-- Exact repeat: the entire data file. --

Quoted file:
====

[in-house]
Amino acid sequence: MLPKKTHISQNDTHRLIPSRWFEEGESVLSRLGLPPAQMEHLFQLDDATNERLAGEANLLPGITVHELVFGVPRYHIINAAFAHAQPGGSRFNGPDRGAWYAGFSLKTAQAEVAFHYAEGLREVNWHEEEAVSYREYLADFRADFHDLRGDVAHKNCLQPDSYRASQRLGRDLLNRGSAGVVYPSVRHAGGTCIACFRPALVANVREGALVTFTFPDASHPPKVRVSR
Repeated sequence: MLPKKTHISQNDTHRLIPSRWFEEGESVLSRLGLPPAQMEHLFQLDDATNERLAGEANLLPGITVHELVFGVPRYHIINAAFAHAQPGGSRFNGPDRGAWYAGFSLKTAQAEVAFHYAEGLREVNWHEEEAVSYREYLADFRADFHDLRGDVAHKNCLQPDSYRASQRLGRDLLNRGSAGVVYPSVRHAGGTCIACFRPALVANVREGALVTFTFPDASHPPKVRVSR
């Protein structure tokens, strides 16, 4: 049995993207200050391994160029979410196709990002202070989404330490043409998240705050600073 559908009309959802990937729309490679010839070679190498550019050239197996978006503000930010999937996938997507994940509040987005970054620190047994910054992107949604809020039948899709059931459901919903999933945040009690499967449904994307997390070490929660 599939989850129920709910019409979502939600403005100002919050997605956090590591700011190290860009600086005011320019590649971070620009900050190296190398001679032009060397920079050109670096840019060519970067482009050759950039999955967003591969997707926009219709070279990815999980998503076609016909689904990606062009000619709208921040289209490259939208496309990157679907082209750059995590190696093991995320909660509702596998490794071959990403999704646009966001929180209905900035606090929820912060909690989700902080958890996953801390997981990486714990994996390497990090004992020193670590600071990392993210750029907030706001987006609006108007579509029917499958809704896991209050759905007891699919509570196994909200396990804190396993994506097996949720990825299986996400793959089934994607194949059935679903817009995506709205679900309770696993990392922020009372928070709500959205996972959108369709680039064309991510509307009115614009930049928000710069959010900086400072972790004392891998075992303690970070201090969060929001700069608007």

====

[in-house]
Amino acid sequence: MLPKKTHISQNDTHRLIPSRWFEEGESVLSRLGLPPAQMEHLFQLDDATNERLAGEANLLPGITVHELVFGVPRYHIINAAFAHAQPGGSRFNGPDRGAWYAGFSLKTAQAEVAFHYAEGLREVNWHEEEAVSYREYLADFRADFHDLRGDVAHKNCLQPDSYRASQRLGRDLLNRGSAGVVYPSVRHAGGTCIACFRPALVANVREGALVTFTFPDASHPPKVRVSR
Repeated sequence: MLPKKTHISQNDTHRLIPSRWFEEGESVLSRLGLPPAQMEHLFQLDDATNERLAGEANLLPGITVHELVFGVPRYHIINAAFAHAQPGGSRFNGPDRGAWYAGFSLKTAQAEVAFHYAEGLREVNWHEEEAVSYREYLADFRADFHDLRGDVAHKNCLQPDSYRASQRLGRDLLNRGSAGVVYPSVRHAGGTCIACFRPALVANVREGALVTFTFPDASHPPKVRVSR
């Protein structure tokens, strides 16, 4: 049995993207200050391994160029979410196709990002202070989404330490043409998240705050600073 559908009309959802990937729309490679010839070679190498550019050239197996978006503000930010999937996938997507994940509040987005970054620190047994910054992107949604809020039948899709059931459901919903999933945040009690499967449904994307997390070490929660 599939989850129920709910019409979502939600403005100002919050997605956090590591700011190290860009600086005011320019590649971070620009900050190296190398001679032009060397920079050109670096840019060519970067482009050759950039999955967003591969997707926009219709070279990815999980998503076609016909689904990606062009000619709208921040289209490259939208496309990157679907082209750059995590190696093991995320909660509702596998490794071959990403999704646009966001929180209905900035606090929820912060909690989700902080958890996953801390997981990486714990994996390497990090004992020193670590600071990392993210750029907030706001987006609006108007579509029917499958809704896991209050759905007891699919509570196994909200396990804190396993994506097996949720990825299986996400793959089934994607194949059935679903817009995506709205679900309770696993990392922020009372928070709500959205996972959108369709680039064309991510509307009115614009930049928000710069959010900086400072972790004392891998075992303690970070201090969060929001700069608007």